Currency comes in a wide variety of shapes, sizes and denominations, so everything doesn’t always fit neatly into standard categories. Our most unique items are often found in our miscellaneous section. If you are searching for something in particular and do not see it listed, please call or come by. We would love to help you find it.

Foreign Currency
Coin currency is almost as old as civilization, dating back thousands of years. But paper currency is a relatively new concept. The Tang (618–907) and Song (960–1279) Dynasties are credited with developing a representative paper money system where merchants exchanged heavy coins for receipts of deposit. These and promissory notes from wholesalers were some of the earliest paper currencies. Later, the Song government gave certain shops the sole right to issue banknotes, but later took over these shops to produce a state-issued currency themselves. During the same time period, the Islamic world was developing a stable currency system. In Europe, the first paper money was introduced in Sweden in 1661.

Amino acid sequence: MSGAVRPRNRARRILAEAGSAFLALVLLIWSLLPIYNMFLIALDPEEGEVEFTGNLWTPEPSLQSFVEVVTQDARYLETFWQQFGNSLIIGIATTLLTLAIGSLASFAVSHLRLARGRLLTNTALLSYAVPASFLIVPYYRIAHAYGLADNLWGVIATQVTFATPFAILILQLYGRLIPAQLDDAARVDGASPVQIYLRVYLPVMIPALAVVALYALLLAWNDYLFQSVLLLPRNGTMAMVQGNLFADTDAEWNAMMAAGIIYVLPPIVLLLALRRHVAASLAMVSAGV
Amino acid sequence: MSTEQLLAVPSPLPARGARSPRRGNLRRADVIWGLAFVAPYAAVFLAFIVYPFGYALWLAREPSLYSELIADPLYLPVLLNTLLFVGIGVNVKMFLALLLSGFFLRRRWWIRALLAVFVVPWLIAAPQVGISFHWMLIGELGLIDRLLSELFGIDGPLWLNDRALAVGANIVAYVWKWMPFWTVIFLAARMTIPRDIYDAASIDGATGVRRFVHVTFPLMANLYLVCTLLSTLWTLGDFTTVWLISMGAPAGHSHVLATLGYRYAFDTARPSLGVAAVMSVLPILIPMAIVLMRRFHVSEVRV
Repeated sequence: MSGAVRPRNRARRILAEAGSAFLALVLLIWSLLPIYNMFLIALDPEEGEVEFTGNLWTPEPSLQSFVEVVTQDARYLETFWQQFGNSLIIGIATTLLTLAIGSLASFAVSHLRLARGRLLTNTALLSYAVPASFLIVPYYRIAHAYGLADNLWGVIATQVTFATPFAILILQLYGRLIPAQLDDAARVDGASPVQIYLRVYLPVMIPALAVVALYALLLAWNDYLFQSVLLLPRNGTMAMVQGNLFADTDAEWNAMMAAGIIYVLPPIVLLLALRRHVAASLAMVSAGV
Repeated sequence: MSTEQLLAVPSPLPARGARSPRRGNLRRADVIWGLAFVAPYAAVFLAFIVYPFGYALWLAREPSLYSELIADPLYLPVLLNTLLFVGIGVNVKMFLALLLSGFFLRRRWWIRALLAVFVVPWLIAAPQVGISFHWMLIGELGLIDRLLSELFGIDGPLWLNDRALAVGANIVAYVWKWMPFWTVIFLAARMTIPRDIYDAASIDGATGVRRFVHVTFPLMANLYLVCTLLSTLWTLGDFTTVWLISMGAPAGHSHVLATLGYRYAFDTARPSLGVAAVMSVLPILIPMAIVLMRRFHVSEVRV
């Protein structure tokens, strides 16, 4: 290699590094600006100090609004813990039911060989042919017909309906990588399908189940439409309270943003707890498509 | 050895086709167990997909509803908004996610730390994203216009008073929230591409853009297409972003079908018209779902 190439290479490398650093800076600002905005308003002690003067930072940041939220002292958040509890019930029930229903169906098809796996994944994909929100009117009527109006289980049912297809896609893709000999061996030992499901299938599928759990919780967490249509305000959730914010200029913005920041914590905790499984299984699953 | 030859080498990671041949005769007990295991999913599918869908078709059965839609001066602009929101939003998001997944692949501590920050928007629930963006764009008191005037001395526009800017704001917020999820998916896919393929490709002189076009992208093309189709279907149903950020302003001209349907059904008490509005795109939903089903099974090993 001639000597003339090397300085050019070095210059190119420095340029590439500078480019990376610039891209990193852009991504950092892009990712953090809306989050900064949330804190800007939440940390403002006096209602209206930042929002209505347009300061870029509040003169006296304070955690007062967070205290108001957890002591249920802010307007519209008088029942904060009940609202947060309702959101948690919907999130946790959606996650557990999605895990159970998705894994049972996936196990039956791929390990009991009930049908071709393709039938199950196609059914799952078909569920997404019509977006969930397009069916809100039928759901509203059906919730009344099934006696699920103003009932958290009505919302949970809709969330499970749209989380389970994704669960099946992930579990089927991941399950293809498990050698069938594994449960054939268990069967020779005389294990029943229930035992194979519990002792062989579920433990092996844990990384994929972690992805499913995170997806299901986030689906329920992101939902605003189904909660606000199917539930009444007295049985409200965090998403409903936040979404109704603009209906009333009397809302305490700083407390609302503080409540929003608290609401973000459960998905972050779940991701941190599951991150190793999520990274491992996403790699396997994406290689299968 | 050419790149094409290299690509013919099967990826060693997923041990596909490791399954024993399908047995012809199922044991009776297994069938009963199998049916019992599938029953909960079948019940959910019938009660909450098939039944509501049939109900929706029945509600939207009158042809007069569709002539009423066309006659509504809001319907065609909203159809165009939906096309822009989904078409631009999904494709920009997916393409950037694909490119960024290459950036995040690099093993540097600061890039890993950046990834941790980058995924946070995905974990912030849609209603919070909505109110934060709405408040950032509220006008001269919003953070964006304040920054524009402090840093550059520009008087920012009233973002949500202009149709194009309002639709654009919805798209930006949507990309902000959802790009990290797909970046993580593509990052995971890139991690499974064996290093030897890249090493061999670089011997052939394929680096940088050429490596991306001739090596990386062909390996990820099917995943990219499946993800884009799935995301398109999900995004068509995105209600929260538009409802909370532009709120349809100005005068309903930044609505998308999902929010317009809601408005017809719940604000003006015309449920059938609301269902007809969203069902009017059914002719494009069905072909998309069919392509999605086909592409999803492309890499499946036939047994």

Paper money is more than payment for goods and services or repayment of debts. It is history. It is art. Almost every society in the world has developed some of paper money system, which reflects the story of their culture. We are happy to share our collection of paper currencies from around the world with you. Please let us know if we can help you locate something specific.